The Magpie Anthology

Introducing the Artecology BioTotems

The Artecology BioTotems are brand new sculptural way-markers that have been created as part of a commission for Wild About Wight’s greenspace restoration at the Arc Woodland in Ryde on the Isle of Wight. It’s sometimes a bit of a forgotten place this, on the deprivation index and hemmed in between railway, industrial parks and housing estates, but there are great views across a mini-valley, a meandering river, eels and ancient woodland… and now there’s a nature trail too!

These are more than your average nature trail markers though as they’re wildlife habitat, interpretation and art! These new designs are ideal not only for nature trails though, but for public and business parks, back gardens, front gardens, housing developments and car park corners, providing not only public art but wildlife habitat and interpretation too – wooden icons that are beautiful AND pack a punch for biodiversity! And they’re space-savers too of course… vertical and custom-sizeable so you can make a difference to the smallest of life in the smallest of places.

Made from specially sanded larch and oak, every BioTotem has been patterned with 150 hand-drilled holes of different shapes and sizes, each designed to create habitat for a range of invertebrates including the all-important pollinators, solitary mining bees. Many invertebrates look for nesting holes or refuge and like much of Artecology’s designs, the BioTotems make time-saving space for them. This ecological functionality extends below ground too… bringing life to the bits you’ll never see! There are ten BioTotems on the trail in total and each one has been pyrographed with a different species, chosen to represent those that you might find one day for yourself as you explore the Arc. There’s a water scorpion to remind you the muddy banks of Monktonmead is just below you, and a stag beetle whose larvae love vertical wood and will live there for years large but undetected! Look for the moth, the butterfly, the centipede and more…

The collective team behind this project have been working alongside the Oakfield community and the housing association landowners for years, with the Arc Woodland at the heart of a range of nature-related activities and practical conservation. We invented Big Bug Day and Little Bug Day there; there’s been hedge and herb planting, building a tree nursery, Green Army woodland management sessions and most recently this summer’s lovely and absolutely packed art and wildlife safari. There’s more work to be done this month; Artecology will be hand-sculpting pockets of landscaping to continue the wildlife theme into the playground; then there’s a spot of supplementary planting to provide nectar and pollen resource to go with it all. Meanwhile, the knotweed’s being treated, the litter being picked (thanks to getting the Community Payback Team on board) and we’re installing new signs…then, when it’s all done, we’ll all be back in Spring for a Wild About Wight celebration safari!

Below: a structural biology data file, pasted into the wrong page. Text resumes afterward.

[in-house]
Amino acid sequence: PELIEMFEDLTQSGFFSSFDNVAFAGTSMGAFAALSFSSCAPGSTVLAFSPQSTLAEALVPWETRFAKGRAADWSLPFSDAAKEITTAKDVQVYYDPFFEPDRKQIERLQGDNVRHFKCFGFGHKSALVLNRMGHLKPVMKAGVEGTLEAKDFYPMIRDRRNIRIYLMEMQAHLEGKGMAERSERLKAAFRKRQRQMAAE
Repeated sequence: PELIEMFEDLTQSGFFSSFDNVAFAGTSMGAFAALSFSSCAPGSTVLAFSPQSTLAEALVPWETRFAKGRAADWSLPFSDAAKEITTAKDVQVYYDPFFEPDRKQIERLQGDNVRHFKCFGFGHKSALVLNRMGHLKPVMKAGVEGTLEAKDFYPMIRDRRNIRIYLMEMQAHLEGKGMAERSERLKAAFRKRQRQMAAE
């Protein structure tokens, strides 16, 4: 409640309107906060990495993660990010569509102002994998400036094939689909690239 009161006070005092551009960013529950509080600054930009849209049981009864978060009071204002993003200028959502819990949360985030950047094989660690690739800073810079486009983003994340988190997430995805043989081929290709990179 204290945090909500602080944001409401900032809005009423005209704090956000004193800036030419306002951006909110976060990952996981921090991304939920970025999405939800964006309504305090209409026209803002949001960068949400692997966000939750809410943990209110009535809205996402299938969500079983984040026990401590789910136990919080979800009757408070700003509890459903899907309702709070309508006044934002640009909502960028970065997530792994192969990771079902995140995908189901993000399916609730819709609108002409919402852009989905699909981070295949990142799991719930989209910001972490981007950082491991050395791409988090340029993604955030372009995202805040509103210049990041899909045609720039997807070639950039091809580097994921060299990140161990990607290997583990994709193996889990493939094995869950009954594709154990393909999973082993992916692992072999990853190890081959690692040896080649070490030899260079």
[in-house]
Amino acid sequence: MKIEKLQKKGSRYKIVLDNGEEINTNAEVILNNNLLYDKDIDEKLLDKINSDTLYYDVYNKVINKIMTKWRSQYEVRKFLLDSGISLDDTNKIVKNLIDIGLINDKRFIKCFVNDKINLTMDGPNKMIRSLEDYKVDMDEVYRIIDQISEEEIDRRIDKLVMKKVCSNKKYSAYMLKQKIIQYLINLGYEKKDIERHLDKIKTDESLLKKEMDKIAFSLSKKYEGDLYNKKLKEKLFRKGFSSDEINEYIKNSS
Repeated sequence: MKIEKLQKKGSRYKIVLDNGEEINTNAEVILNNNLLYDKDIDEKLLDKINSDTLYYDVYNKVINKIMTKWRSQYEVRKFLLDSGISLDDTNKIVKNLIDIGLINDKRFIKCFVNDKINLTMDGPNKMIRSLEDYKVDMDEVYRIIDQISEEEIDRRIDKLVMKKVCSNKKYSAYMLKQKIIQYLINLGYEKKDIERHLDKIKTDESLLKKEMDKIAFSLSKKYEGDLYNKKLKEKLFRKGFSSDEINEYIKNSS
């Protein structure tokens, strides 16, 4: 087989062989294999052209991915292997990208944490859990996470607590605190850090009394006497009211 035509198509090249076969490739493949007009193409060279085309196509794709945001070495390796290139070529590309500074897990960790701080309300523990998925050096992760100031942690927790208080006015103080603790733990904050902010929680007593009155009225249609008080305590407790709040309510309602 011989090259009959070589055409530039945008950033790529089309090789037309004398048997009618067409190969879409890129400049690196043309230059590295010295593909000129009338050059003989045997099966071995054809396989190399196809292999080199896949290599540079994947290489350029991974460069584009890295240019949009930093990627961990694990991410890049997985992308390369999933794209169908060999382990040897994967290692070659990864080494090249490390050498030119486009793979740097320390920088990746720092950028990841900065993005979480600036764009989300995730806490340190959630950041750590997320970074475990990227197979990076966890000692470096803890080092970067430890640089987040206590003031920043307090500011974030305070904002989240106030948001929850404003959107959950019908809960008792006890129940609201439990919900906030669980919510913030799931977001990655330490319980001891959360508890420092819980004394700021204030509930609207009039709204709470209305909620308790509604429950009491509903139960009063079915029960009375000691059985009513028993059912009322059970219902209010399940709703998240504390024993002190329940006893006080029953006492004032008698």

The idea behind this project was to bring the Arc Woodland and the adjacent community playground together blurring the edges to give local residents and business park employees more of a reason to visit, explore the wilder spaces beyond the tarmac and man-made play equipment…and so encounter nature. This is helped by a special Place Plan by Arc which suggests ways to knit the woodland not only to the playground but to the surrounding green infrastructure, wider community, and future development. And the other important aim of the project is to makes sure this small but vital patch of semi-urban greenspace is recognised for its biodiversity value and to help bring the Arc Woodland itself to good status; once the knotweed is cleared and the whole space reopened, there’s an environmental management plan to inform landowners Sovereign Housing and which we hope will sustain the health of the woodland beyond the life of our programme. All of this has been funded thanks to Down to the Coast, Wild About Wight, Vectis Housing and with support from Sovereign Housing.

Words: Claire Hector


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